#4: Being Married Doesn’t Mean Giving Up Time For Yourself

Social norm dictates that married couples should always be together, most especially for newlyweds. I don’t know why that is but I believe that it exists for a reason. Is it relevant at this day and age? Maybe or maybe not. But my point is that the demands of society can put most of one’s plan in the backburner. This includes personal goals and targets like a master’s degree or a solitary trip to Europe or a pilot’s license. Most often than not, when faced with a choice between an activity that involves both me and my wife on one hand and an activity that can be done with just myself on the other hand, I end up choosing the one with my wife on it. I’ll admit that during the first stages of my realization, it felt like the dreams I’ve set way back before I got married will never come true. But as they say, never say never right? What I didn’t realize back then was that my dreams are still the same. They’re still dreams, the same ones I had before getting married. They may be a lot harder to achieve now but when I do, success will be so much sweeter and more fulfilling now that I have someone to share it with. If I fail, I know that someone will always believe in me even at times when I don’t.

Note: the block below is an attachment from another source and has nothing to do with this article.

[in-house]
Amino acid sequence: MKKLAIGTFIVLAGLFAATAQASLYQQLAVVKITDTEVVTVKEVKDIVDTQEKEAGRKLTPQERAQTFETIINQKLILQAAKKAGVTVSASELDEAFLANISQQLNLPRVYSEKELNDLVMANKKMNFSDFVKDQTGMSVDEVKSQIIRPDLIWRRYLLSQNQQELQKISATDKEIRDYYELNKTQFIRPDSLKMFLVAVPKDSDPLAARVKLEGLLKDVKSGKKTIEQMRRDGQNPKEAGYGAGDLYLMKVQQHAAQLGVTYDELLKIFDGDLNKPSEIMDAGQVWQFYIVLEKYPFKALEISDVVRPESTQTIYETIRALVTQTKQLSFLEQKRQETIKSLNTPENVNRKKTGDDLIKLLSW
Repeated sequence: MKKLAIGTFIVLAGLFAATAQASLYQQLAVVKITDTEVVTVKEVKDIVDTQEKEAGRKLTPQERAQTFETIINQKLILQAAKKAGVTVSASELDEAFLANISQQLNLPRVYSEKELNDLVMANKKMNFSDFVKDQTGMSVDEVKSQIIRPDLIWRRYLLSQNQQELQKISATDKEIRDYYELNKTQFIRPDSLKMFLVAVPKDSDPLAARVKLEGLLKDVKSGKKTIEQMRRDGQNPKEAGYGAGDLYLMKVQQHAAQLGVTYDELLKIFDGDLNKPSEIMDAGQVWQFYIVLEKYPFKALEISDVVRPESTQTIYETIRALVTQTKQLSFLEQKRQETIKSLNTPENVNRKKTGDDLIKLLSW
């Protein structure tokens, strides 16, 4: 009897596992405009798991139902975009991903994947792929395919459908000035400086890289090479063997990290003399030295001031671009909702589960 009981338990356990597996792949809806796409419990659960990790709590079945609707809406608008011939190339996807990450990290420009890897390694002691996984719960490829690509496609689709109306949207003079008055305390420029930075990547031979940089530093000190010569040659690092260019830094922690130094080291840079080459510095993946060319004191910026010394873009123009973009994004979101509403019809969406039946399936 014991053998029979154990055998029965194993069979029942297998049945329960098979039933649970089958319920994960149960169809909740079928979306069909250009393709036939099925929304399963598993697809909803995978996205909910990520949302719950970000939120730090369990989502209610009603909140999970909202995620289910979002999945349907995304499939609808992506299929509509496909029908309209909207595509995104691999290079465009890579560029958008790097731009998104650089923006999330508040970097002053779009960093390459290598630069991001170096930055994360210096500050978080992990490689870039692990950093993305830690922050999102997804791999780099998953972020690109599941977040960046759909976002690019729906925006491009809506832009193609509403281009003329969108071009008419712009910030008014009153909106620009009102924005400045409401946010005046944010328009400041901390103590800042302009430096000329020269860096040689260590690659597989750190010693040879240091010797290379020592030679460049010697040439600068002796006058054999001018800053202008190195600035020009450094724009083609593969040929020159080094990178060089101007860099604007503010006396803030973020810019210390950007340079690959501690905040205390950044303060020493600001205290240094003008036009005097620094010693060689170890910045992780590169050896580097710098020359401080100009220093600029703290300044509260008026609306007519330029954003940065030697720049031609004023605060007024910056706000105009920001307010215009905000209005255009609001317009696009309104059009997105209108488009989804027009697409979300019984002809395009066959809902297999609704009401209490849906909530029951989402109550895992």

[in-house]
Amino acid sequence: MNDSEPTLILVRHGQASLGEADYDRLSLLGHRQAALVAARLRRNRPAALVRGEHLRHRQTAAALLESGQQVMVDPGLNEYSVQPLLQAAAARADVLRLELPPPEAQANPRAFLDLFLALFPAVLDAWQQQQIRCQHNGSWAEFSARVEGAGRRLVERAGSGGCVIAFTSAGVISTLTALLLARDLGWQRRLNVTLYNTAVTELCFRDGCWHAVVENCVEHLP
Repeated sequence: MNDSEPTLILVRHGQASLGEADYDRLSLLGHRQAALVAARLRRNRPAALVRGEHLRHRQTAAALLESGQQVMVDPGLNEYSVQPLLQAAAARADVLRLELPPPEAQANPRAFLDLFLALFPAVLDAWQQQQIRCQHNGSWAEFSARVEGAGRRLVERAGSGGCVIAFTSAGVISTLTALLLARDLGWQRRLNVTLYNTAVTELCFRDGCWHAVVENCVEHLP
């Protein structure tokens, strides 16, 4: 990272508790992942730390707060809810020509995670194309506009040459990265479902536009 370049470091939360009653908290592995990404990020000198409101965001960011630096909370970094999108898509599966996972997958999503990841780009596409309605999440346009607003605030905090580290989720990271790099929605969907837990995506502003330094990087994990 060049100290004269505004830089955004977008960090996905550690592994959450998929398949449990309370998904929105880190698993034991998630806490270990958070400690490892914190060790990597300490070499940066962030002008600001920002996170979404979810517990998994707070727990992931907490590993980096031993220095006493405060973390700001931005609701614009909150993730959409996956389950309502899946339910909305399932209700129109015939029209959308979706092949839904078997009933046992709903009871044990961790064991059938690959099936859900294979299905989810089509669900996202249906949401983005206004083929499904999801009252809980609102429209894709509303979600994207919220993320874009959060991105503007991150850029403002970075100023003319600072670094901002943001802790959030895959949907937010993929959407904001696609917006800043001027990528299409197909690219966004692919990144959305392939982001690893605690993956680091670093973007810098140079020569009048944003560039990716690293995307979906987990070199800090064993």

#5: Be Ready To Add More Rules

As you both discover more about each other in the context of married life, expect to add more rules in your relationship in every waking hour. These rules vary from the mundane to the complex such as shaving your smug face before seeing her mom or when it’s time to become that psychic mind reader once again just to know if she wants flowers, chocolates, coffee, a new bag and shoes or all of the above. [DISCLAIMER: these are out-of-this-world examples only. The names/identities of the person(s) involved are changed for their protection. Yeah, you know who you are.] But despite how crazy these rules are, you know that it goes both ways. Sooner or later you’ll realize that you have the power to do the same. What is important is to know the rules so you’ll know how to bend them and make them work in your favor. Spend an afternoon finding loop holes just for fun and have the courage to break them every now and then for sanity’s sake. The most important thing to determine is to know if the rules are worth breaking. Pfffft! Rules? They’re just guidelines anyway. 🙂

#6: Don’t Be Afraid To Ask Married Couples